It seems completely natural to squirrel away some extra food in the freezer. It seems rational to have a few extra bandages in the medicine cabinet in case a finger is mistaken for a carrot during food preparation. What about the rest of the stuff filling my house? What about the shelves of books I’m planning to read? What about the two extra bikes on the side of the house? What about the specialty pans I never cook with? How did this stuff accumulate? Who was the sneaky bastard who convinced me a bread machine was a good idea?
All these things sit in space I pay a monthly fee for them to occupy. I’m paying to store stuff others could be using. The more I store, the less that is available for others and the more that has to be produced. I’m the ideal consumer. I’m the irrational excuse for an ever-expanding economy.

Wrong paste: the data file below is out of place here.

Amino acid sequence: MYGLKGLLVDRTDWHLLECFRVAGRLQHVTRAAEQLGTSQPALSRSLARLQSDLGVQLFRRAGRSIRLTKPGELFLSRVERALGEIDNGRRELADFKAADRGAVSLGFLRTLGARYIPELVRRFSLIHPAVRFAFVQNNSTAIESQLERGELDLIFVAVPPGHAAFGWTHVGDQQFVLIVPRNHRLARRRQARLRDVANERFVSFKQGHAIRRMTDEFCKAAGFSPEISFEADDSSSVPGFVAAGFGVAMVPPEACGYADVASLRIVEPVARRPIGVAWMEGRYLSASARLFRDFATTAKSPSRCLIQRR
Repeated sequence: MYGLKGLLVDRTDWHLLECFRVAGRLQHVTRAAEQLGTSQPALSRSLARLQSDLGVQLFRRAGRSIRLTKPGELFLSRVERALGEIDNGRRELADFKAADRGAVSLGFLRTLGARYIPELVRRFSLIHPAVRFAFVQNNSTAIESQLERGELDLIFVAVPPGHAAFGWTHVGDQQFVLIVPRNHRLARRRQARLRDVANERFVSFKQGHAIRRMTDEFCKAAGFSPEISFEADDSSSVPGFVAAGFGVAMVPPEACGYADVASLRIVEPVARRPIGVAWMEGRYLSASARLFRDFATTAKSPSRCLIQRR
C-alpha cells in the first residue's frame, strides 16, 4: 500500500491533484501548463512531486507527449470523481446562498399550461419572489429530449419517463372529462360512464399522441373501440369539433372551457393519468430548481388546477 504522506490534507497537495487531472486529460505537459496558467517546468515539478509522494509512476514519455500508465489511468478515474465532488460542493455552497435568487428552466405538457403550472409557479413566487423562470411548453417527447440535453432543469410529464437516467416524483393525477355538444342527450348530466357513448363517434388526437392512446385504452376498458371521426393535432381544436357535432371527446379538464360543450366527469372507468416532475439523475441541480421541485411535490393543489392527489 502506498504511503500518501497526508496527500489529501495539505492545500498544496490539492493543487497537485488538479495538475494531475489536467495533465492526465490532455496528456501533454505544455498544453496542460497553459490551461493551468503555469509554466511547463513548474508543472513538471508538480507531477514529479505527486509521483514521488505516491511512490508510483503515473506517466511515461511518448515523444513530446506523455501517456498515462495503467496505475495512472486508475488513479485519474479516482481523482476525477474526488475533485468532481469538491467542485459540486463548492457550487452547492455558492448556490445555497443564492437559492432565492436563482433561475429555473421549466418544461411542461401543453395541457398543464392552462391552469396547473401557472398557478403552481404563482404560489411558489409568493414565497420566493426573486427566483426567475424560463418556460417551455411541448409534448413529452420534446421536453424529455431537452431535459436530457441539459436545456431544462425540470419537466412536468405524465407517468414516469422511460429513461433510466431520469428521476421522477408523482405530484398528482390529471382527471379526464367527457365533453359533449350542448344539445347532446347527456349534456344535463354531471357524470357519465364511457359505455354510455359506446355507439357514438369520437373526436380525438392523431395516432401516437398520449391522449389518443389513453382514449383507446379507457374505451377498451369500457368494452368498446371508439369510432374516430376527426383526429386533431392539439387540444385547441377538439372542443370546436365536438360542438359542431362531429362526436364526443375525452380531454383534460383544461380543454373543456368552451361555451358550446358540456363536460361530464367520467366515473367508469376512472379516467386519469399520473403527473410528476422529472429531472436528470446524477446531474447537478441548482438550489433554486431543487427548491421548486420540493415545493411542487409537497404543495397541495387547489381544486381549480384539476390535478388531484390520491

The storage industry in United States is at 20 billion dollars and “1.875 billion square feet of personal storage.” That means Americans pay more to store the material goods they don’t use every year than most small country’s GDP.
This is eating away at my sanity, so I’ve decided to do something. My goal is simple. I must rid myself of one object a day. A container sits by the door. I drop one unused item in it per day. Once the container is filled it goes to the local thrift store. I’ve made two trips.
Have you heard of the 100 thing challenge?
How about the Story of Stuff?